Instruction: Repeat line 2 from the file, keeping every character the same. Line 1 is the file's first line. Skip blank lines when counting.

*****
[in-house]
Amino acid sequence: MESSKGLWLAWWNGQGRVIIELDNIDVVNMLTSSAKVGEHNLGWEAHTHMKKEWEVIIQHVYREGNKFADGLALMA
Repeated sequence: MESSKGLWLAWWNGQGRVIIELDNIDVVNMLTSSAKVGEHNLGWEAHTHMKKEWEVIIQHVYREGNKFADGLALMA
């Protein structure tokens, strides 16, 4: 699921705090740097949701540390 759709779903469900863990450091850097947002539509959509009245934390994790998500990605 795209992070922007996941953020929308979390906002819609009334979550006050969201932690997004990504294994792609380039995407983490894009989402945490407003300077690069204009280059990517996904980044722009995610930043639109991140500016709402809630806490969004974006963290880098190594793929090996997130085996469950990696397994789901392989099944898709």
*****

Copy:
Amino acid sequence: MESSKGLWLAWWNGQGRVIIELDNIDVVNMLTSSAKVGEHNLGWEAHTHMKKEWEVIIQHVYREGNKFADGLALMA